I also need to remember to thank God for those perfect moments, and all of the good things in my life. Taking a moment to do that helps me to focus outside of the depressed feelings and focus more on the positive. No, that positive outlook doesn’t always last past “amen,” but it does do something good in my heart and in my relationship with God, and I have found that it helps me push on.

Asking God for help in the bad moments means that when I feel like I’m about to crack under the pressure, I pray for the Holy Spirit to intervene. It may be as small as saying “Jesus, help.” He knows what I mean, and what I need in that moment. Sometimes, the only way we can keep it together is through the strength of God, who is greater. Our strength isn’t always enough—and we aren’t called to be strong on our own anyway.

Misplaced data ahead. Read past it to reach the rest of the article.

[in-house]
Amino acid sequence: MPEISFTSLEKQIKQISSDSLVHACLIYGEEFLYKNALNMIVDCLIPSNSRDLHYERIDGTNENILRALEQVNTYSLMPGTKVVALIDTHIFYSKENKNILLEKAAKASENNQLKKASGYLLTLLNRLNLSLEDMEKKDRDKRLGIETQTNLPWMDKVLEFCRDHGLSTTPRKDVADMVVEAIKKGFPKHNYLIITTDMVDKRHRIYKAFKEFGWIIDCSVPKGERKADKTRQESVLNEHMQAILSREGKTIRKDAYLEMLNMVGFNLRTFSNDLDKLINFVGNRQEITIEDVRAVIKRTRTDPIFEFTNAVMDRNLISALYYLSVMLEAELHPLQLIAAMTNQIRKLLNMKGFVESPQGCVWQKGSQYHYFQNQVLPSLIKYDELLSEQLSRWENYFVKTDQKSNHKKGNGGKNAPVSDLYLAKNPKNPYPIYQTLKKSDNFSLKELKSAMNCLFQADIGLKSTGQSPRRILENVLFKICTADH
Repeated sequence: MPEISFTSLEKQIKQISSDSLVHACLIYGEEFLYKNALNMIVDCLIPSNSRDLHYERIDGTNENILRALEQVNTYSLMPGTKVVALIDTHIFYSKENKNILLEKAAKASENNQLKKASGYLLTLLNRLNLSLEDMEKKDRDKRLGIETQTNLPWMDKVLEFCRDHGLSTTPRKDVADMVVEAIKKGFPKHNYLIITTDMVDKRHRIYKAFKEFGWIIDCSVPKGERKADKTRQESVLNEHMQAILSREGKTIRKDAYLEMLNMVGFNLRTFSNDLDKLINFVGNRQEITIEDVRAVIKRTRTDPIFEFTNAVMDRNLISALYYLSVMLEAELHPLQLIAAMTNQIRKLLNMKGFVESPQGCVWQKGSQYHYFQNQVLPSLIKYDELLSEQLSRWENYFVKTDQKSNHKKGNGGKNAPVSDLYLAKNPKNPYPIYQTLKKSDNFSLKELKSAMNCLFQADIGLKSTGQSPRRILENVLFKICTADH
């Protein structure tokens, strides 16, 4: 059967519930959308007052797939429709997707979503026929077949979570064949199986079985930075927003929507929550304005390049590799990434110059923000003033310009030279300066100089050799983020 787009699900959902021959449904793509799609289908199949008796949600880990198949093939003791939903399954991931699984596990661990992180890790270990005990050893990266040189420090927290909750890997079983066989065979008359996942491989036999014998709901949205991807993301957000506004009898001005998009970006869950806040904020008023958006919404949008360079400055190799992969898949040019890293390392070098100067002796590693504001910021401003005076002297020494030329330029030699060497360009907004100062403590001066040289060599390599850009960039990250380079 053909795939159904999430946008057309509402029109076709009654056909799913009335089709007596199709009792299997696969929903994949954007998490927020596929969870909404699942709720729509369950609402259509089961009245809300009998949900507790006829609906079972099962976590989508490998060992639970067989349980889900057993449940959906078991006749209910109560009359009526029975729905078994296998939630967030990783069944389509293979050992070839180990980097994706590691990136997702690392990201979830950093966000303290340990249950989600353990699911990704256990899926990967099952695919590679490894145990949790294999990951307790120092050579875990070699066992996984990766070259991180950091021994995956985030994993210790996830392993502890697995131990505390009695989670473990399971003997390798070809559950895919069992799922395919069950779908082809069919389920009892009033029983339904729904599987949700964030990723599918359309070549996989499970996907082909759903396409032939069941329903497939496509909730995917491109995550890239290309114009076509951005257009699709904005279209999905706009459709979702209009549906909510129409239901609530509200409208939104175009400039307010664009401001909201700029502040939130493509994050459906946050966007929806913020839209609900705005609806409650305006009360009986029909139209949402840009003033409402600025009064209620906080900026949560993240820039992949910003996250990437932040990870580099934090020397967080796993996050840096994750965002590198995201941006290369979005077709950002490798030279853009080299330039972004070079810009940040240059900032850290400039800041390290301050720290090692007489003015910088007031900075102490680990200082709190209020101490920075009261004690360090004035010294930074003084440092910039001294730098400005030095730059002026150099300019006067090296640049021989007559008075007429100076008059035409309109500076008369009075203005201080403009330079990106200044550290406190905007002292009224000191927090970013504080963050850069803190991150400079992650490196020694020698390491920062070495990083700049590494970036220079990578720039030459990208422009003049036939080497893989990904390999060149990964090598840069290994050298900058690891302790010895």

Declaring victory over my struggles in Jesus’ name… really for me, this just means that I cling on to the hope that Jesus is fighting for me and that he will win in the end, and that I will eventually overcome the difficulties that I’m facing through his victory. In fewer words, it means holding on to hope.

Lastly, and perhaps one of the most important for me, I need to remember that whatever hard time I’m going through will pass. Suffering is temporary. I will feel better at some point, Cody will become easier, I will find a solution, God will change my circumstance, or I will find that I can be joyful in midst of the challenge. If all else fails, I know that no suffering will exist in Heaven. And that’s eternity, y’all.

So that’s what I’m doing right now, working on doing those five things as much as possible. I know that this depression is not forever. I will get through it.